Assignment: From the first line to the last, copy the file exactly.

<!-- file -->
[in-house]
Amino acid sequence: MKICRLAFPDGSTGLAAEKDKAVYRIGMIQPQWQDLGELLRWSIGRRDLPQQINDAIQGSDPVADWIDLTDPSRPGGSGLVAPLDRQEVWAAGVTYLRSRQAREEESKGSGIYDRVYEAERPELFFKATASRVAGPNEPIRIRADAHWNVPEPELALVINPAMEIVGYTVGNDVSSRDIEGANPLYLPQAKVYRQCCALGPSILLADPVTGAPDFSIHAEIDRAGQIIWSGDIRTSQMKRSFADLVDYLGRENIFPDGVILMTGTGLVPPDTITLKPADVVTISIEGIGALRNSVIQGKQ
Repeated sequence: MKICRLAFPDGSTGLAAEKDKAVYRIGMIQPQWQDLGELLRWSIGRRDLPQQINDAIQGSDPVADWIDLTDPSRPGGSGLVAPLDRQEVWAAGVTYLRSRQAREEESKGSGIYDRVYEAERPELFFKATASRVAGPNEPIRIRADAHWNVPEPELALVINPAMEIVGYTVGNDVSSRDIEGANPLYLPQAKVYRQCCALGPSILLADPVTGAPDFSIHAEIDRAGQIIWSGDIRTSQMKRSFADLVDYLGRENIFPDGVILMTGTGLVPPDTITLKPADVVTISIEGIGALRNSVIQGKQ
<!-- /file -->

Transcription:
[in-house]
Amino acid sequence: MKICRLAFPDGSTGLAAEKDKAVYRIGMIQPQWQDLGELLRWSIGRRDLPQQINDAIQGSDPVADWIDLTDPSRPGGSGLVAPLDRQEVWAAGVTYLRSRQAREEESKGSGIYDRVYEAERPELFFKATASRVAGPNEPIRIRADAHWNVPEPELALVINPAMEIVGYTVGNDVSSRDIEGANPLYLPQAKVYRQCCALGPSILLADPVTGAPDFSIHAEIDRAGQIIWSGDIRTSQMKRSFADLVDYLGRENIFPDGVILMTGTGLVPPDTITLKPADVVTISIEGIGALRNSVIQGKQ
Repeated sequence: MKICRLAFPDGSTGLAAEKDKAVYRIGMIQPQWQDLGELLRWSIGRRDLPQQINDAIQGSDPVADWIDLTDPSRPGGSGLVAPLDRQEVWAAGVTYLRSRQAREEESKGSGIYDRVYEAERPELFFKATASRVAGPNEPIRIRADAHWNVPEPELALVINPAMEIVGYTVGNDVSSRDIEGANPLYLPQAKVYRQCCALGPSILLADPVTGAPDFSIHAEIDRAGQIIWSGDIRTSQMKRSFADLVDYLGRENIFPDGVILMTGTGLVPPDTITLKPADVVTISIEGIGALRNSVIQGKQ